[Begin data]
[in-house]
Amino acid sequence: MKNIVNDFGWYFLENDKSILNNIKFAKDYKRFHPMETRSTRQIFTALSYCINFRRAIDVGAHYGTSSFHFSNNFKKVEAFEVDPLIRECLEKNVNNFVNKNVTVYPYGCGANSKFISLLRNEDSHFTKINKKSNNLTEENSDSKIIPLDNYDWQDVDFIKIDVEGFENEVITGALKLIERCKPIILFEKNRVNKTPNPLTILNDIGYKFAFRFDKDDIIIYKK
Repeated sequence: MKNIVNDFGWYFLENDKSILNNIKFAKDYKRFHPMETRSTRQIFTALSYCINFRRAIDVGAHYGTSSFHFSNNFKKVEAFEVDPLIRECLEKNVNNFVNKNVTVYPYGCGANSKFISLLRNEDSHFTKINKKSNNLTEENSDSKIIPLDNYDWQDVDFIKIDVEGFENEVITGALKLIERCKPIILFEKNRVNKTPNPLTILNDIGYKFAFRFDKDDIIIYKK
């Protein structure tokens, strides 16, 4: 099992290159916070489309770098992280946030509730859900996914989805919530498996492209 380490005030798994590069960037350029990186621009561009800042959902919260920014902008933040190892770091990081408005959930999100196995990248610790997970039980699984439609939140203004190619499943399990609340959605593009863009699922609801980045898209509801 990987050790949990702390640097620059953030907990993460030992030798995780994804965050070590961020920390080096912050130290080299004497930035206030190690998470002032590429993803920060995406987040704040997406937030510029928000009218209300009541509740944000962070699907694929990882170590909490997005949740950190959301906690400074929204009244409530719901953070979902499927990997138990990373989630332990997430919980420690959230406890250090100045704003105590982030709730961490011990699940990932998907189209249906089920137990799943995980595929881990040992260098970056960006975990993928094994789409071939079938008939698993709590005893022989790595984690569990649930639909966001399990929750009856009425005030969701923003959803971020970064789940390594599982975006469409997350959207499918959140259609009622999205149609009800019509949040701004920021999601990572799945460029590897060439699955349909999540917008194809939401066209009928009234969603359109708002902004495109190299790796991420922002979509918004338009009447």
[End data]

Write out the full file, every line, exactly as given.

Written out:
[in-house]
Amino acid sequence: MKNIVNDFGWYFLENDKSILNNIKFAKDYKRFHPMETRSTRQIFTALSYCINFRRAIDVGAHYGTSSFHFSNNFKKVEAFEVDPLIRECLEKNVNNFVNKNVTVYPYGCGANSKFISLLRNEDSHFTKINKKSNNLTEENSDSKIIPLDNYDWQDVDFIKIDVEGFENEVITGALKLIERCKPIILFEKNRVNKTPNPLTILNDIGYKFAFRFDKDDIIIYKK
Repeated sequence: MKNIVNDFGWYFLENDKSILNNIKFAKDYKRFHPMETRSTRQIFTALSYCINFRRAIDVGAHYGTSSFHFSNNFKKVEAFEVDPLIRECLEKNVNNFVNKNVTVYPYGCGANSKFISLLRNEDSHFTKINKKSNNLTEENSDSKIIPLDNYDWQDVDFIKIDVEGFENEVITGALKLIERCKPIILFEKNRVNKTPNPLTILNDIGYKFAFRFDKDDIIIYKK
């Protein structure tokens, strides 16, 4: 099992290159916070489309770098992280946030509730859900996914989805919530498996492209 380490005030798994590069960037350029990186621009561009800042959902919260920014902008933040190892770091990081408005959930999100196995990248610790997970039980699984439609939140203004190619499943399990609340959605593009863009699922609801980045898209509801 990987050790949990702390640097620059953030907990993460030992030798995780994804965050070590961020920390080096912050130290080299004497930035206030190690998470002032590429993803920060995406987040704040997406937030510029928000009218209300009541509740944000962070699907694929990882170590909490997005949740950190959301906690400074929204009244409530719901953070979902499927990997138990990373989630332990997430919980420690959230406890250090100045704003105590982030709730961490011990699940990932998907189209249906089920137990799943995980595929881990040992260098970056960006975990993928094994789409071939079938008939698993709590005893022989790595984690569990649930639909966001399990929750009856009425005030969701923003959803971020970064789940390594599982975006469409997350959207499918959140259609009622999205149609009800019509949040701004920021999601990572799945460029590897060439699955349909999540917008194809939401066209009928009234969603359109708002902004495109190299790796991420922002979509918004338009009447």